Main Page | See live article | Alphabetical index

Baltic German

The Baltic Germans were the offspring of ethnic German traders and missionaries who first in the 12th century began to settle in the Baltic region, then already occupied by Estonians and Baltic peoples.

The Baltic lands of Estonia, Livonia and Courland were governed by Teutonic Order state until 1561. Thereafter they were governed variously by Poland and Sweden until 1710 or 1795, depending on exact location, and then became provinces of Russia.

In 1561 the Baltic Germans (Baltendeutsche), also called German Balts (Deutschbalten), were given written guarantees for maintained German language, German legal system and Protestant religion.

Local (indigenous) rural people the Baltic region enjoyed no comparable rights under the Baltic German nobility to those of their brethren in Germany, Sweden or even Poland, rather was their fate comparable with that of the serfs in Russia. Harsh treatment resulted in some uprisings that were brutally suppressed. The situation in the cities were in some cases better.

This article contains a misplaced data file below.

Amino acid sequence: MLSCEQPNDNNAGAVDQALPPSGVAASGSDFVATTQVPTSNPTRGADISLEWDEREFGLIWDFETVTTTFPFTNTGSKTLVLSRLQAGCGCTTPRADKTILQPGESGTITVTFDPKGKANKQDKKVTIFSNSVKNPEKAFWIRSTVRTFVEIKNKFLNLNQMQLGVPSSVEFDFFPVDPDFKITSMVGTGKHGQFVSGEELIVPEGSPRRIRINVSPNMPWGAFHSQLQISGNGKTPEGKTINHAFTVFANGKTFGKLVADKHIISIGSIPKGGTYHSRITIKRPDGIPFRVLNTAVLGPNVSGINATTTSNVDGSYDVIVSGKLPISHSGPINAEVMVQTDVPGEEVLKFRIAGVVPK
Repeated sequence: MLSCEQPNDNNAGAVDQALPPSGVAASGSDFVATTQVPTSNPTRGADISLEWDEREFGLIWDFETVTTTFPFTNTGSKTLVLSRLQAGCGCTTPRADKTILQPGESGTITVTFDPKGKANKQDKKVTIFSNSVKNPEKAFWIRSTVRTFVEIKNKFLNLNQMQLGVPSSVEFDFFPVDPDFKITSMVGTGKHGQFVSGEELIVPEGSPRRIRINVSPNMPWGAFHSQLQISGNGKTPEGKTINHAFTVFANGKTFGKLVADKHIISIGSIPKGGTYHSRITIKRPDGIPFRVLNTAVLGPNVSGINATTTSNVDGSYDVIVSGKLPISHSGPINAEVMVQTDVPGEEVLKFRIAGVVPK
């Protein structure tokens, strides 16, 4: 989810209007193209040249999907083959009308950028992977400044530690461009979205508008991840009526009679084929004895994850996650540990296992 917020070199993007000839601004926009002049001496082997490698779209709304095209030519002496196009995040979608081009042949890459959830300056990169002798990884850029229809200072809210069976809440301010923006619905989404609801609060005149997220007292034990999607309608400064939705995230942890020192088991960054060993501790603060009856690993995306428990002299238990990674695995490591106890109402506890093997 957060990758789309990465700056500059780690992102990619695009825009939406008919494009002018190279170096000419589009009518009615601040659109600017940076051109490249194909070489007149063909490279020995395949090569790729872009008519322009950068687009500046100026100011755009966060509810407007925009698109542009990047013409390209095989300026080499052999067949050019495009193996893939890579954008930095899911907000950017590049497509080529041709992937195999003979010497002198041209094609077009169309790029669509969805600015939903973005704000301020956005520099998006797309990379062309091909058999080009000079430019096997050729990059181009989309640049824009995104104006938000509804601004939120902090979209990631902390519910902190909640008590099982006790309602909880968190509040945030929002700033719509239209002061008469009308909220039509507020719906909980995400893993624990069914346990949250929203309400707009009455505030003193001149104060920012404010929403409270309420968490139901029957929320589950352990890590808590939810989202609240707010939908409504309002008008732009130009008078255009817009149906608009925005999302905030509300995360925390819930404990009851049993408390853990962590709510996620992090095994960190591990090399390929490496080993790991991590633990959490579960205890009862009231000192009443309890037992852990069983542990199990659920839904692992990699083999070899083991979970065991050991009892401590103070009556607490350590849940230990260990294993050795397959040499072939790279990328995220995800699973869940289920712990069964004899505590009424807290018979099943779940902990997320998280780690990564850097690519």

A number of Baltic Germans, such as J.F.v.Eschscholtz and Adam Johann von Krusenstern became famous as explorers or scientists.

In connection with the Russian Revolution, the subsequent Russian Civil War, and then under the Soviet Union, many of the Baltic Germans fled, were killed off, exiled to Siberia, or otherwise expelled from their homeland.

For instance the ancestors of Sweden's Olof Palme were of Baltic German origin.

External link